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The two front-runners at the Canadian men’s curling championship are travelling different paths.

Northern Ontario’s Brad Jacobs and Alberta’s Kevin Koe won their opening games of the championship pool Thursday to stay unbeaten in eight games at the Tim Hortons Brier.

Jacobs dominated as his team has done for much of the tournament in an 11-6 win over B.C.’s Jim Cotter. Northern Ontario won a sixth game that didn’t go beyond eight ends.

Outplayed for most of the game by Brendan Bottcher’s wild-card team, Koe pulled a rabbit out of a hat scoring three in the 10th for a 7-6 win.

“That’s a big break. A big win. We got outcurled for sure,” Koe said.

Alberta has had to work harder than Northern Ontario to preserve its streak.

“We’ve still got some room to improve,” Koe said. “A few key shots here and there. I think that’s kind of what we’re used to, is getting better as the week goes.”

A nose hit to score five on B.C. in the third end gave Northern Ontario a formidable 7-2 lead.

The five-rock rule new to the Brier this year is designed to increase chances of a comeback, but the Jacobs team apparently didn’t get that memo.

“A nose hit for five and we were able to cruise to a pretty easy win from there,” said Jacobs, who insisted it hasn’t been all clear sailing.

“There still has been some stressful times. We’ve had some misses,” the skip said. “We’ve faced a little bit of adversity here and there, but we welcome any setbacks, any challenges, any adversities this week.

“When you face adversity it means you’re learning and you’re growing and we welcome the challenge. We’re ready for it. In my mind right now, we can’t fail.”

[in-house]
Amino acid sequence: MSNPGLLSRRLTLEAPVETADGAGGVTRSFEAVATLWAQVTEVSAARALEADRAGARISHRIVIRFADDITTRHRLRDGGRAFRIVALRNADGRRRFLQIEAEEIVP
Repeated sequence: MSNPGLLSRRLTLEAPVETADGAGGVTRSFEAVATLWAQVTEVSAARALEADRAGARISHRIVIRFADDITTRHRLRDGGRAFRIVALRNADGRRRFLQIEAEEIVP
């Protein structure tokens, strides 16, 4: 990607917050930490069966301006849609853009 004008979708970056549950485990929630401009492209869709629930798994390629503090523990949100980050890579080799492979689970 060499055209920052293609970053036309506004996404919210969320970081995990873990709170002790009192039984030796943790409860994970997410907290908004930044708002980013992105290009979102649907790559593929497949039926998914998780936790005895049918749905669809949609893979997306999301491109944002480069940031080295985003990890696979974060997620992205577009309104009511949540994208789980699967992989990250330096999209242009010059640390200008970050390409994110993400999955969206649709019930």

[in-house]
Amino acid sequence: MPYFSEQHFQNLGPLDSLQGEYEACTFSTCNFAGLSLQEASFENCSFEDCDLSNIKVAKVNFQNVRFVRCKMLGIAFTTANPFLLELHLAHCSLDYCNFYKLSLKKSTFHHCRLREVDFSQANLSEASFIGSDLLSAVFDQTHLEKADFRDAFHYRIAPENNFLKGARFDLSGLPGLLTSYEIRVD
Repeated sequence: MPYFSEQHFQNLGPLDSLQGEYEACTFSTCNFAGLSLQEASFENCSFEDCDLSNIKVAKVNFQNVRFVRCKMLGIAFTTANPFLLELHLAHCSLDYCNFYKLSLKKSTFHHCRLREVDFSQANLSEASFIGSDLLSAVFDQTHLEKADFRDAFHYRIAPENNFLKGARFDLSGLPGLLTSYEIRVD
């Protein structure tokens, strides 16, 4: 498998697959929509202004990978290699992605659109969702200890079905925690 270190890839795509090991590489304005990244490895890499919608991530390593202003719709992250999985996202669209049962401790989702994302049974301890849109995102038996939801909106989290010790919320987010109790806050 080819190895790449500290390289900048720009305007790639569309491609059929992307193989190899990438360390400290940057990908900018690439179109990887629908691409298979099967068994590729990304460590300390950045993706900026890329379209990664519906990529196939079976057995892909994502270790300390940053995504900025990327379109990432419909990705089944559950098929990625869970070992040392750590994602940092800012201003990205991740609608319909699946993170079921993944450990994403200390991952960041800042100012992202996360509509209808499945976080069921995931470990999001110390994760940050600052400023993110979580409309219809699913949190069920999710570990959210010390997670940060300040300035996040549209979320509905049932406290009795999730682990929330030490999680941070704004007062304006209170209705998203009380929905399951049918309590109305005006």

Between Thursday’s afternoon and evening draws, Jacobs, third Ryan Fry and lead Ryan Harnden held batting practice between the ice sheets using a tennis ball and the broom shaft as a bat.

Defending champion Brad Gushue doubled Manitoba’s Mike McEwen 6-3 to get to 7-1. Edmonton’s Bottcher fell to 6-2 with the loss to his Alberta rival.

Ontario’s Scott McDonald improved to 5-3 with a 7-4 victory over Saskatchewan’s Kirk Muyres. Manitoba, Saskatchewan and B.C. were all 4-4.

The top four teams from the championship pool advance to Saturday’s Page playoff. The winner of the playoff between the top two seeds goes directly to Sunday night’s final.

The loser drops to Sunday afternoon’s semifinal to meet the winner of the playoff between the third and fourth seeds.

This is the second year of the current format that includes two pools for the preliminary round, a championship pool and a wild-card play-in prior to the main draw.

The previous version was jettisoned after three years because of the unpopularity of a pretournament qualifier, in which teams played off to get into the main draw.

Teams carry their preliminary-round records into the championship pool.

So Koe and Jacobs brought their seven wins and Gushue and Bottcher their six, while Muyres, McDonald, Cotter and McEwen arrived with four.

The gap created a class of underdogs needing to run the table to make it to Saturday’s final four.

The rinks were more tightly grouped last year in Regina, where six of eight championship-pool teams had five wins or more.

“It’s nice to have that separation because although our goal is to get into the one-two game, you’ve got to get in the playoffs. That’s the main thing,” Gushue said.

“Worst case, you get in the three-four and you can get hot on the weekend and win it.”

Ranked first and sixth respectively on the World Curling Tour, Koe and Bottcher have waged some pitched battles this season.

Bottcher beat Koe in January’s TSN Skins final that was decided by a draw-the-button because of a carry-over in the last end.

Koe ousted Bottcher 7-5 in the provincial semifinal. Bottcher then needed Koe to win the final in order to grab one of two wild-card spots in Brandon. A loss and the wild card would have gone to Koe.

Up 6-4 coming home without hammer and with Koe laying four Thursday, Bottcher executed a corner freeze with his last shot in an attempt to limit Alberta’s score.

But Koe cleared it with his calling-card out-turn hit for a three-pointer.

“We played a poor last end,” Bottcher said. “With Kevin, he’s always going to leave himself a chance. He made a really good shot at the end there.”

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